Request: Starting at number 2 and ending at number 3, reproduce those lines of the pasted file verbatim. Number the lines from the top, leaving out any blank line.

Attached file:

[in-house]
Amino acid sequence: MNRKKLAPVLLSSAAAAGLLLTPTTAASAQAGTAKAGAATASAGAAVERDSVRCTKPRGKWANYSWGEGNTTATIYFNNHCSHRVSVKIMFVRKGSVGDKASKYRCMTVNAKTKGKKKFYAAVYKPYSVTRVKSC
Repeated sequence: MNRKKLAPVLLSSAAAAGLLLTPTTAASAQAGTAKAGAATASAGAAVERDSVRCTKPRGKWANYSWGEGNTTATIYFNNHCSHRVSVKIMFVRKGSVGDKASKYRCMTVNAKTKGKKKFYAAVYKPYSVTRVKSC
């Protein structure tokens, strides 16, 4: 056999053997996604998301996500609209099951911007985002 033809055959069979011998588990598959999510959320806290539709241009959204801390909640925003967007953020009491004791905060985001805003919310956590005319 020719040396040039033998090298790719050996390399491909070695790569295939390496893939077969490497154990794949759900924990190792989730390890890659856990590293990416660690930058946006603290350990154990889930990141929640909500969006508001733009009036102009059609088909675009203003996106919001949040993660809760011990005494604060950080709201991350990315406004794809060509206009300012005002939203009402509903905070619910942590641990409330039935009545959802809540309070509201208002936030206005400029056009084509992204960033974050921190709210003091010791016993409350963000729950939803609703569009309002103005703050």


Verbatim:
Amino acid sequence: MNRKKLAPVLLSSAAAAGLLLTPTTAASAQAGTAKAGAATASAGAAVERDSVRCTKPRGKWANYSWGEGNTTATIYFNNHCSHRVSVKIMFVRKGSVGDKASKYRCMTVNAKTKGKKKFYAAVYKPYSVTRVKSC
Repeated sequence: MNRKKLAPVLLSSAAAAGLLLTPTTAASAQAGTAKAGAATASAGAAVERDSVRCTKPRGKWANYSWGEGNTTATIYFNNHCSHRVSVKIMFVRKGSVGDKASKYRCMTVNAKTKGKKKFYAAVYKPYSVTRVKSC